Ever wonder what it would be like to be rich? I don’t mean Porsche driving, large house living rich; I mean crazy rich and one of the most influential people on the planet. Writer Dan Lyons did when he started his blog, The Secret Diary of Steve Jobs. This blog, written as if he was Steve Jobs, brought a humorous and surreal outlook to the technology icon.
Recently Lyons retired the blog and is now continuing to write as fake Steve Jobs in book form and oPtion$: The Secret Life of Steve Jobs is his first original entry in that proposed series. oPtion$ is set during Apples' infamous SEC crisis and during the development period of the world-changing iPhone.
Going forward I am going to refer to the character as only Steve Jobs, but bear in mind this is fiction based on a real person written by a man who pretended to be that person in blog form.
Our story begins with Steve Jobs meditating on the internal design of the iPhone. The exterior is already planned, but having seen the ‘messy’ and ‘inelegant’ circuit board, Jobs faces a crisis and must redesign the interior workings of the unit. This opening section, as well as how Jobs deals with co-workers and his work environment, sets the tone for this humorous and outrageous novel.
Steve Jobs is not a normal person, how could he be? He invented the iPod, re-invigorated Apple and is an international technology superstar. As he deals with his day to day workings, he is described as, most of the time, a creative genius with no people skills and less logic.
As Lyons continues to explore his perceived notions of Steve Jobs' day to day life we see the icon interacting with Bono, Sting, heads of state as well as other technology giants (except Bill Gates – Steve Jobs would never hang with Bill). During all of these escapades the SEC continues to breathe down his neck and the Apple board of Directors is getting nervous.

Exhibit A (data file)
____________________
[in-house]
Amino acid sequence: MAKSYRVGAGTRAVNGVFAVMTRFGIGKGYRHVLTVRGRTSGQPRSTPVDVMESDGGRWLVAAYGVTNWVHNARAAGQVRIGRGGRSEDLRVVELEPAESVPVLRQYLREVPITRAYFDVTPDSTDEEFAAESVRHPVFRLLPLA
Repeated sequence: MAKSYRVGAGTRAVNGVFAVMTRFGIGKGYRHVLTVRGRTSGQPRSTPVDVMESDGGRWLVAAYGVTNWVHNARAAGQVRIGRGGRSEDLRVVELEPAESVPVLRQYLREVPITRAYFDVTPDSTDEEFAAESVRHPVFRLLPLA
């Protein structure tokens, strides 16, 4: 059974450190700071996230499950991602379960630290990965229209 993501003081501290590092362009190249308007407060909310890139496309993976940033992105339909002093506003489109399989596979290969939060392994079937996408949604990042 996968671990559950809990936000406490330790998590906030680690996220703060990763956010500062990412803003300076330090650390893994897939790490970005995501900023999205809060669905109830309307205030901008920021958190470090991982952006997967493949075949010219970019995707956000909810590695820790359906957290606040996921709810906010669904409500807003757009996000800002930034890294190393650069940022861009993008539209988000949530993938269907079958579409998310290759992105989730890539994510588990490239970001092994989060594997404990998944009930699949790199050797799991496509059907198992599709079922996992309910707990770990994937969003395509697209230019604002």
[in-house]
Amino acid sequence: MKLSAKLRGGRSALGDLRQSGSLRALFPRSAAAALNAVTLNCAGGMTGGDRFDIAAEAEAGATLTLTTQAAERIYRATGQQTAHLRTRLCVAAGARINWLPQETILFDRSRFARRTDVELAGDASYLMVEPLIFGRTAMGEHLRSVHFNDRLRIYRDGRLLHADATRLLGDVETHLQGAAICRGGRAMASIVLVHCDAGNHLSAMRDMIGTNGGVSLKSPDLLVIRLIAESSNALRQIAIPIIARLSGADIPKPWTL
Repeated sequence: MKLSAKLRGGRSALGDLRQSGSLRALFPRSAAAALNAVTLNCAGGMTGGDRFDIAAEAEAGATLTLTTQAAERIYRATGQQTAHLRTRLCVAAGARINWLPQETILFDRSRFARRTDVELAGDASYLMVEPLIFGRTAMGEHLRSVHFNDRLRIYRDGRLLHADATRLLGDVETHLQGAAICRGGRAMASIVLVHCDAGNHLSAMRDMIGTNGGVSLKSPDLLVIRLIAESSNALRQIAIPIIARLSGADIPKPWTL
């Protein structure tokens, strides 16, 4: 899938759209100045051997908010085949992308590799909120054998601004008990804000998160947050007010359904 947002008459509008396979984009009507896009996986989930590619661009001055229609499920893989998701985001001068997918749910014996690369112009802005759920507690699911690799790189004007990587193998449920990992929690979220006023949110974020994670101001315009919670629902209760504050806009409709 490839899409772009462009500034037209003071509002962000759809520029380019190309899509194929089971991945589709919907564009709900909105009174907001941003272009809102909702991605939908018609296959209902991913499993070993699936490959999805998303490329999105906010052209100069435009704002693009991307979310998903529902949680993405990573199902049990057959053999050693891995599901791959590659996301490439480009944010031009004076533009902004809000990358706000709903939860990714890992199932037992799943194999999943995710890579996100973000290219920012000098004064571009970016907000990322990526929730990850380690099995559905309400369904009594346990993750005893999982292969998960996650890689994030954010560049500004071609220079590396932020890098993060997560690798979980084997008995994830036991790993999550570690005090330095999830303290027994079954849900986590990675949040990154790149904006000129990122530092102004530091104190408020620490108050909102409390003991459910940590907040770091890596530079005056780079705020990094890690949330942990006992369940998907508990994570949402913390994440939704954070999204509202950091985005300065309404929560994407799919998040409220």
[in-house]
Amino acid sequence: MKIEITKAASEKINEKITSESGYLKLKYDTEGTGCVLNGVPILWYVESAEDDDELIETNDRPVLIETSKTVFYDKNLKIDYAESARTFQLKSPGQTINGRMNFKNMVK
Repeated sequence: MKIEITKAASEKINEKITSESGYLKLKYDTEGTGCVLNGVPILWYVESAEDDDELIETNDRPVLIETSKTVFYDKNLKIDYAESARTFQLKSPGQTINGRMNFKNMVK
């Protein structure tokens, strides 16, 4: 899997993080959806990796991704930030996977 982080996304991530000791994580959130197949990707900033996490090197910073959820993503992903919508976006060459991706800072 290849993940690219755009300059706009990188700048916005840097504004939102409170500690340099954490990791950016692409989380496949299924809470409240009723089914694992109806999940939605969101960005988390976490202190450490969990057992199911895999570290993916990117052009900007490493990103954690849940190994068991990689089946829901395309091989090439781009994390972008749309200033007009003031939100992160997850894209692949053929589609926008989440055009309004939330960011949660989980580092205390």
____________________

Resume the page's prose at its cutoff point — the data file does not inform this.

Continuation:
As the story progresses oPtion$ eventually tackles these investigation concerns and Jobs is forced to examine his life and how much being a part of Apple means to him. Big business being what it is there is more going on behind Jobs’ back than he could ever imagine.
oPtion$ is a really funny and interesting book, and I have to confess that like many others I have a fascination with figures like Steve Jobs, Bill Gates and others of their ilk. This book is written in a very satirical manner and rarely takes itself seriously. The life of Jobs, his family and friends is so surreal, so larger then life you can’t help but be amused and interested.
Lyons has done a truly remarkable thing in this book. So many of us only know the mock turtle neck wearing, creative genius, dynamic speaker persona of Jobs that when Lyons is writing as that persona I found myself believing it at times. We all have our opinions of what it must be like in that life and Lyons is able to take our everyday fascination with this icon and represent it within this story.
That is not to say all is perfect within the pages of oPtion$; some of the story twists are a little unbelievable (even for people with this scale of money), and at times his portrayal of Jobs doesn’t sit well with me. My perception of the CEO of Apple is that he is intelligent, perceptive, and creative – eccentric yes, but definitely talented.
Lyons take on Jobs at times is that he stumbled upon many of the Apple innovations and was simply in the right place at the right time. You can tell that Lyons believes that Jobs is also responsible for all of Apples current success, but it isn’t demonstrated clearly enough on the pages.
That being said, oPtion$ is a thoroughly enjoyable book and a definite page turner. I was smiling throughout my reading experience and was pleasantly immersed in the world of Steve Jobs and his iconic life. I highly recommend this novel to anyone with not only an interest in Steve Jobs and the Apple culture, but also anyone who enjoys interesting characters and an entertaining story.